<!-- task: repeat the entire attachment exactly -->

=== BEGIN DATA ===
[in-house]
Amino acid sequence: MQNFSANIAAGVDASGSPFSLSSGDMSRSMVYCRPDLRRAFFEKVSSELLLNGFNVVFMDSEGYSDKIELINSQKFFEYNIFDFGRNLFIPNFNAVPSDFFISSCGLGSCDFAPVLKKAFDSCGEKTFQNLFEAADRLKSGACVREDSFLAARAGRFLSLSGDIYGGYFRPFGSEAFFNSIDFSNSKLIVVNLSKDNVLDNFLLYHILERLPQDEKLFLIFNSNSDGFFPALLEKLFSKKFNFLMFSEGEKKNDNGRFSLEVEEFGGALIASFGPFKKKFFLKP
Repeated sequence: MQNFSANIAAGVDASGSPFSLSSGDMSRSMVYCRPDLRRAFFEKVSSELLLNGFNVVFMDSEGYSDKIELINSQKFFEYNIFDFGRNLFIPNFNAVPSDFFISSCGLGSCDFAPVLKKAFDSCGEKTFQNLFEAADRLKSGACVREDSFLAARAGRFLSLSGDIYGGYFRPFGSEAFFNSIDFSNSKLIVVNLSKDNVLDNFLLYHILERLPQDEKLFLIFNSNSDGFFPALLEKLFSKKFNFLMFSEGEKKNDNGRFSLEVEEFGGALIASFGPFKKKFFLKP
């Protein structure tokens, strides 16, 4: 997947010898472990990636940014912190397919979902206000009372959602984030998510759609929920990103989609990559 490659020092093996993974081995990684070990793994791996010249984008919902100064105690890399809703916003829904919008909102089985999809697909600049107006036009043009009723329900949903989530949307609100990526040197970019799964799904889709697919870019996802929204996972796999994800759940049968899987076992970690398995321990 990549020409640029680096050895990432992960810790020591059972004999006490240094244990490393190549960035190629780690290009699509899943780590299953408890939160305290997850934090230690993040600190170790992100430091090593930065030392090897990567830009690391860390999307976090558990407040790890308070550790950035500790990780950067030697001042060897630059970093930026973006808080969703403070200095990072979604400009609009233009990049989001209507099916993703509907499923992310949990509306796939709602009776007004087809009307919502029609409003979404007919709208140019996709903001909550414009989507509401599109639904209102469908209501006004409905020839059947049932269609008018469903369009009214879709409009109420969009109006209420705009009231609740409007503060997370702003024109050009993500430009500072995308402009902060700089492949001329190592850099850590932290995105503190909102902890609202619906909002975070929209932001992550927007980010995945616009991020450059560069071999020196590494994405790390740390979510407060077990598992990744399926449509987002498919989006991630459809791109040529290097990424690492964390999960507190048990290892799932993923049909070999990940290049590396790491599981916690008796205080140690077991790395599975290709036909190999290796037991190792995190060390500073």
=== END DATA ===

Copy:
[in-house]
Amino acid sequence: MQNFSANIAAGVDASGSPFSLSSGDMSRSMVYCRPDLRRAFFEKVSSELLLNGFNVVFMDSEGYSDKIELINSQKFFEYNIFDFGRNLFIPNFNAVPSDFFISSCGLGSCDFAPVLKKAFDSCGEKTFQNLFEAADRLKSGACVREDSFLAARAGRFLSLSGDIYGGYFRPFGSEAFFNSIDFSNSKLIVVNLSKDNVLDNFLLYHILERLPQDEKLFLIFNSNSDGFFPALLEKLFSKKFNFLMFSEGEKKNDNGRFSLEVEEFGGALIASFGPFKKKFFLKP
Repeated sequence: MQNFSANIAAGVDASGSPFSLSSGDMSRSMVYCRPDLRRAFFEKVSSELLLNGFNVVFMDSEGYSDKIELINSQKFFEYNIFDFGRNLFIPNFNAVPSDFFISSCGLGSCDFAPVLKKAFDSCGEKTFQNLFEAADRLKSGACVREDSFLAARAGRFLSLSGDIYGGYFRPFGSEAFFNSIDFSNSKLIVVNLSKDNVLDNFLLYHILERLPQDEKLFLIFNSNSDGFFPALLEKLFSKKFNFLMFSEGEKKNDNGRFSLEVEEFGGALIASFGPFKKKFFLKP
């Protein structure tokens, strides 16, 4: 997947010898472990990636940014912190397919979902206000009372959602984030998510759609929920990103989609990559 490659020092093996993974081995990684070990793994791996010249984008919902100064105690890399809703916003829904919008909102089985999809697909600049107006036009043009009723329900949903989530949307609100990526040197970019799964799904889709697919870019996802929204996972796999994800759940049968899987076992970690398995321990 990549020409640029680096050895990432992960810790020591059972004999006490240094244990490393190549960035190629780690290009699509899943780590299953408890939160305290997850934090230690993040600190170790992100430091090593930065030392090897990567830009690391860390999307976090558990407040790890308070550790950035500790990780950067030697001042060897630059970093930026973006808080969703403070200095990072979604400009609009233009990049989001209507099916993703509907499923992310949990509306796939709602009776007004087809009307919502029609409003979404007919709208140019996709903001909550414009989507509401599109639904209102469908209501006004409905020839059947049932269609008018469903369009009214879709409009109420969009109006209420705009009231609740409007503060997370702003024109050009993500430009500072995308402009902060700089492949001329190592850099850590932290995105503190909102902890609202619906909002975070929209932001992550927007980010995945616009991020450059560069071999020196590494994405790390740390979510407060077990598992990744399926449509987002498919989006991630459809791109040529290097990424690492964390999960507190048990290892799932993923049909070999990940290049590396790491599981916690008796205080140690077991790395599975290709036909190999290796037991190792995190060390500073």